Today you’re going to read lots of great and interesting posts about what we do when we are in the field and lab, but I want to show a bit more than that. I want to take you out of the Field, out of the Lab, and into a place of magic and wonder! I want to show you the world of the Archaeological Office!
I am currently doing an internship with the DHPA here in Indiana. For those who don’t know the DHPA stands for the Department of Historical Preservation and Archaeology. I do quite a bit of a variety of things. I’ve been in the woods looking for prehistoric artifacts, I’ve been in the lab labeling artifacts, but mostly I’ve been in the office, learning GIS and an awesome new system called SHAARD.
SHAARD and GIS are great for a geeky-chick like me. I’ve got a soft spot for computers, and I’ve been fascinated with GIS ever since one of my coworkers took a picture of his cat and made a 3D Topo-map out of it. It was cool.
SHAARD stands for The Indiana State Historic Architectural and Archaeological Research Database. (It’s the government, they love alphabet soup.) This database is open and searchable by the public, except for the archaeological records. Now what does that get the average person? Well, you can search cemeteries, Historical theaters, anything on the National Register, Historical Bridges, and the County Surveys. Check it out, you don’t have to do anything to search and access records.
- One of several images in SHAARD for the historical Indiana Theater
If you are a professional, you can apply to receive access to the archaeological part of the data base, which is where I come in. I am one of a team who are busily inputting data from hand written field and site reports into the online database. This is a whole lot more intresting than it sounds, and sometimes a little more difficult.
Just a tip to the field people, other people have to read your handwriting…just saying…
SHAARD is a bit groundbreaking with all it’s trying to do. It’s unique to the State of Indiana, and it is attempting to be the most complete searchable database out there. It is currently focused on connecting the site information to a massive GIS map of the entire state. When we get done, not only will you be able to log in and see all the data collected so far, you’ll see a list of artifacts, references, descriptions, vital contact information, and maps. When you click though, it will take to you a usable GIS map with photo overlay. No more guessing.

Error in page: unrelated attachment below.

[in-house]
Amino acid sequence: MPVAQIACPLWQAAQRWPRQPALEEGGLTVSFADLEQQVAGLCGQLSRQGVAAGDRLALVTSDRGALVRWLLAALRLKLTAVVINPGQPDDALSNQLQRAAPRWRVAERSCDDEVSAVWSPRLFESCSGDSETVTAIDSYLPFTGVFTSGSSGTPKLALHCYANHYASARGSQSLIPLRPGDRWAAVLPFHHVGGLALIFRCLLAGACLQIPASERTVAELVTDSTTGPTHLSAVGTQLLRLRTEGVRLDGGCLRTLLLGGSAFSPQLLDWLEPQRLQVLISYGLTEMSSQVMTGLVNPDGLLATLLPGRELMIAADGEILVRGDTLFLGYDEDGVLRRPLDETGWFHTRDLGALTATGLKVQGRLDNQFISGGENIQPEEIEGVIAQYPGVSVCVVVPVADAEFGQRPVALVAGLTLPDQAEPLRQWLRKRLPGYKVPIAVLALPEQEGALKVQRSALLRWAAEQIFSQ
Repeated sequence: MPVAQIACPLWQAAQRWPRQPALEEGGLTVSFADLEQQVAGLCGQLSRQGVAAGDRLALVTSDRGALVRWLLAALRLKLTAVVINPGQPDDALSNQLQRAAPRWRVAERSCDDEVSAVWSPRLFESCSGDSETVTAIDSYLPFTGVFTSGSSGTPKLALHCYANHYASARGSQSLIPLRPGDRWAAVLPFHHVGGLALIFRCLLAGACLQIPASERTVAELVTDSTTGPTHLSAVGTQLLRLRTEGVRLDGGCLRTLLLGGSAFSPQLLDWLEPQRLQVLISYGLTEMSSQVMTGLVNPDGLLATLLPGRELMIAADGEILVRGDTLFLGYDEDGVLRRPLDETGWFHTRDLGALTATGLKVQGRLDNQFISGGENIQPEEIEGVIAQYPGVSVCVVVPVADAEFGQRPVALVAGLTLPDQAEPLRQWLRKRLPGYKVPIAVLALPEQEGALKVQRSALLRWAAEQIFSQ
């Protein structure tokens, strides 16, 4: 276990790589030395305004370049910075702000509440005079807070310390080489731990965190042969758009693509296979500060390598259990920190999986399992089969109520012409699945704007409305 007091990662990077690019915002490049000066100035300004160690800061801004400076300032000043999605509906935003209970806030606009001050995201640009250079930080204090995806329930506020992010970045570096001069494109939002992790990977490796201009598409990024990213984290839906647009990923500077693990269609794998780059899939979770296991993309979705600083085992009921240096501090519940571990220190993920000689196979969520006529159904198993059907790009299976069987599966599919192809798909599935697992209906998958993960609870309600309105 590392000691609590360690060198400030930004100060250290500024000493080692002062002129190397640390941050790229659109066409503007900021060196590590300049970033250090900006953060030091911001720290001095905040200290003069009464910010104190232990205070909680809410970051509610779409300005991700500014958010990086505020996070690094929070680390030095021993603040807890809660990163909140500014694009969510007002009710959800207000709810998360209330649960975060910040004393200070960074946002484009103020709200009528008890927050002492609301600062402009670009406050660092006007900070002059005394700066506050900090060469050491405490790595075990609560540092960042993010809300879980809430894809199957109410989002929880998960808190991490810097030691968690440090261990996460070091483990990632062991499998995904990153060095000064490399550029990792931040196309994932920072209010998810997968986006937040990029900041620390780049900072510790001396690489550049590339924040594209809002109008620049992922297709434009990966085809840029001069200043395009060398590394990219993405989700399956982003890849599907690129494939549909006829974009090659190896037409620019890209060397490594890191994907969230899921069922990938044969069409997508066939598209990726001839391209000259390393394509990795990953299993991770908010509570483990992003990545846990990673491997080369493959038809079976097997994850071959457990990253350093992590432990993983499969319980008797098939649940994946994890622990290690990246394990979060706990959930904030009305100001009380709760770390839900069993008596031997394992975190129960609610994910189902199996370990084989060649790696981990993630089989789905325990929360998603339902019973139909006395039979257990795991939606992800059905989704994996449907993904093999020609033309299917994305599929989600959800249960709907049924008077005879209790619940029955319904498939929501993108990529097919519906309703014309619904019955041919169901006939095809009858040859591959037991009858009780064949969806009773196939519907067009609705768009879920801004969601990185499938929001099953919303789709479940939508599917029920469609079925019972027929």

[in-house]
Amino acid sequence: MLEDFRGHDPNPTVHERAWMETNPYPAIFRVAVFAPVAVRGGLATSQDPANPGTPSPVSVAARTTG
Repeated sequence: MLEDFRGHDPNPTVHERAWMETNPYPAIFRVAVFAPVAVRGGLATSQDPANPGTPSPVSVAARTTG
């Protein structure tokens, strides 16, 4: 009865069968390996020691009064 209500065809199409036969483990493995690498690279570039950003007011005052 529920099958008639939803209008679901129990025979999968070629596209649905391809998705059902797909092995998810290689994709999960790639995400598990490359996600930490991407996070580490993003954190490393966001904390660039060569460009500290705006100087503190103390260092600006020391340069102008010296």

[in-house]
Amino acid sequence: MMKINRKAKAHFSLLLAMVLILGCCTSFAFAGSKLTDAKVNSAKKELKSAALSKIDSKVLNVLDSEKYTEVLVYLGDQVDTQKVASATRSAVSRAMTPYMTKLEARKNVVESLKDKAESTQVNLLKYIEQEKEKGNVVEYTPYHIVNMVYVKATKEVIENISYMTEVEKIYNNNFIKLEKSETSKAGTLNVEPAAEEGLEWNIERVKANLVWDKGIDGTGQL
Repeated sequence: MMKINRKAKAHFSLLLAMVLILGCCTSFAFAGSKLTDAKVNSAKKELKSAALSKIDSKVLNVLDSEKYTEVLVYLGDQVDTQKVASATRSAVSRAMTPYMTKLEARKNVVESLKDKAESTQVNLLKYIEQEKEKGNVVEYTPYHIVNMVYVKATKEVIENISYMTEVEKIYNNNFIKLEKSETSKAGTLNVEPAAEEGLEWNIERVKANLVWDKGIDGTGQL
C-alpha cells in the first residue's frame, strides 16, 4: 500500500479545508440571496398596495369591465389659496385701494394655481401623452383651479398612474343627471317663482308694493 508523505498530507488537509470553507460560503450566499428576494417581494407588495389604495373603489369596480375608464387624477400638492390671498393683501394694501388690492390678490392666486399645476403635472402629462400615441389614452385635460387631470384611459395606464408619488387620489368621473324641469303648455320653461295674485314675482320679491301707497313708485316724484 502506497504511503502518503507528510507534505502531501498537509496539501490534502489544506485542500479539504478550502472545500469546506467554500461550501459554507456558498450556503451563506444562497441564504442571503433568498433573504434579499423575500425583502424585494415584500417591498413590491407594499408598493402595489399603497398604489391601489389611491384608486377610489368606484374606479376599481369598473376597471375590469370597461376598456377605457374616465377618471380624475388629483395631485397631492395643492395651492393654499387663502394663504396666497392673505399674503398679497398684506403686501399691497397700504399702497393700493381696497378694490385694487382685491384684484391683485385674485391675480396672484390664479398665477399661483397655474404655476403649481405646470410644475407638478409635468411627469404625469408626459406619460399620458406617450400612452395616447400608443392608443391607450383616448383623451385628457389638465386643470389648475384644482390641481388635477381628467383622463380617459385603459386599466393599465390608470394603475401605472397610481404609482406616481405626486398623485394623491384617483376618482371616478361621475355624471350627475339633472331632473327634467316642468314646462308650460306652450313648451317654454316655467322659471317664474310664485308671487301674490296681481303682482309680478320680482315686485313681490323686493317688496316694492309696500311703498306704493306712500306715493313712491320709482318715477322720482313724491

I was ecstatic when I found out this last bit, and I will admit, I’m very picky about point and polygon placement on the map. I know what it’s like to be out there in the field with a Tremble “guessing” about where the site really is. I’ve been there, I’ve dug those empty holes, marched that extra half mile, been lost in that wood. I get it.
I’m also picky because this is what I’ve decided to get my masters in. GIS is becoming vital to our field. Not just for mapping, but other excellent uses…like making Topo’s of your cat pictures…or artifact density analysis, you know, whatever is more important.
DHPA and Cemeteries
The DHPA is also responsible for locating and recording cemeteries in the state. I don’t just mean the easy to find ones like beautiful Crown Hill, I mean tiny, probably forgotten, no-tombstone having, cemeteries too. One of my fist projects at the DHPA was to help defined the boarders of a small, neglected cemetery. It turned out, I already knew quite a bit about the cemetery because I’d done work on two sites connected to it already.
I won’t lie, I spent a fair amount of time in the State Library going over old records, newspaper clippings, city histories, and Sanborn maps on micro film. (Not a fan of microfilm). I’m a bit of a research nut, so this was pretty cool, and I got goofy excited when we went to the State Records Archives and look at the 1930/40’s aerial photography looking for my little cemetery. Sadly, I never did find it, but sometimes this happens.
John Walters and a cleaned headstone
Now you all know I’m big with the public outreach and all that, and I was really happy to find out that one of the things the DHPA does is works with our local Historical Foundation to host Cemetery workshops. They host a two-day long class where people come and learn how to restore and preserve the cemeteries around the state. They work with John Walters, an expert in cemetery restoration, to teach people how to clean, repair, and restore tombstones. They also provide lectures on how to identify features of the tombstones, what kind of stone they are, and how to use SHAARD.
The class also has an advanced component where you can become certified to probe in the state. See, there are laws that control when and how you can dig on land that isn’t your own. In Indiana you can become certified to probe with a solid body probe in order to look for buried tombstones.
DHPA is also involved in a little thing called National Archaeology Month, where each year they put on numerous workshops and day camps, bringing archaeology to the public. I’m also going to be involved with those.
So, yah, I’m not bushwhacking though greenfield in 100+ degree weather, fighting for my life against mosquitoes and ticks right now. I am making life a little easier for those who are, and extending archaeology to the public little by little. I like to think this end of archaeology is just as interesting as the survey and recovery end, I know it’s just as vital. In the end, I’m having as much fun here as I’ve ever had in the field, and I know having done the full gambit allows me to understand what people in the field need from those in the office. I feel like I am bridging a gap, for the time being, and when the time comes and I’m out in the field again, I’ll understand more about why the Tremble hate us.